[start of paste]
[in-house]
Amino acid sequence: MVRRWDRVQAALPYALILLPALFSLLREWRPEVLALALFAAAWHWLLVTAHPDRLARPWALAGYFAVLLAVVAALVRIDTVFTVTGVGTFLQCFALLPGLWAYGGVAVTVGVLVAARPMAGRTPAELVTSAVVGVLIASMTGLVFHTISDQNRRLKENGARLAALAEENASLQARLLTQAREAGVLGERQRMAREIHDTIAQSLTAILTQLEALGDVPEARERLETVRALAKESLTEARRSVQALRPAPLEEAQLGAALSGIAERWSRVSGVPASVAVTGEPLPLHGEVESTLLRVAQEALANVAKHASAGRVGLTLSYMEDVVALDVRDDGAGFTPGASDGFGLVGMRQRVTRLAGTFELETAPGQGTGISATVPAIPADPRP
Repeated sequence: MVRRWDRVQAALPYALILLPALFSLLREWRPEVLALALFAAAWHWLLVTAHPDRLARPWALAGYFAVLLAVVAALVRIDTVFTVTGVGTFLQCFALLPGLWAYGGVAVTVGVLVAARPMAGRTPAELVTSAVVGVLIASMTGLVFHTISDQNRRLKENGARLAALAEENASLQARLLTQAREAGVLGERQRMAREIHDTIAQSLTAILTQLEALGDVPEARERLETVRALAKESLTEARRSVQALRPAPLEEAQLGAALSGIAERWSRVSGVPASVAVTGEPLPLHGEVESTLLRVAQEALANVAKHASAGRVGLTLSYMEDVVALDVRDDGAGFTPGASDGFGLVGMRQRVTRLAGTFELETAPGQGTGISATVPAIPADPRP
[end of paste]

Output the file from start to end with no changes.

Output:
[in-house]
Amino acid sequence: MVRRWDRVQAALPYALILLPALFSLLREWRPEVLALALFAAAWHWLLVTAHPDRLARPWALAGYFAVLLAVVAALVRIDTVFTVTGVGTFLQCFALLPGLWAYGGVAVTVGVLVAARPMAGRTPAELVTSAVVGVLIASMTGLVFHTISDQNRRLKENGARLAALAEENASLQARLLTQAREAGVLGERQRMAREIHDTIAQSLTAILTQLEALGDVPEARERLETVRALAKESLTEARRSVQALRPAPLEEAQLGAALSGIAERWSRVSGVPASVAVTGEPLPLHGEVESTLLRVAQEALANVAKHASAGRVGLTLSYMEDVVALDVRDDGAGFTPGASDGFGLVGMRQRVTRLAGTFELETAPGQGTGISATVPAIPADPRP
Repeated sequence: MVRRWDRVQAALPYALILLPALFSLLREWRPEVLALALFAAAWHWLLVTAHPDRLARPWALAGYFAVLLAVVAALVRIDTVFTVTGVGTFLQCFALLPGLWAYGGVAVTVGVLVAARPMAGRTPAELVTSAVVGVLIASMTGLVFHTISDQNRRLKENGARLAALAEENASLQARLLTQAREAGVLGERQRMAREIHDTIAQSLTAILTQLEALGDVPEARERLETVRALAKESLTEARRSVQALRPAPLEEAQLGAALSGIAERWSRVSGVPASVAVTGEPLPLHGEVESTLLRVAQEALANVAKHASAGRVGLTLSYMEDVVALDVRDDGAGFTPGASDGFGLVGMRQRVTRLAGTFELETAPGQGTGISATVPAIPADPRP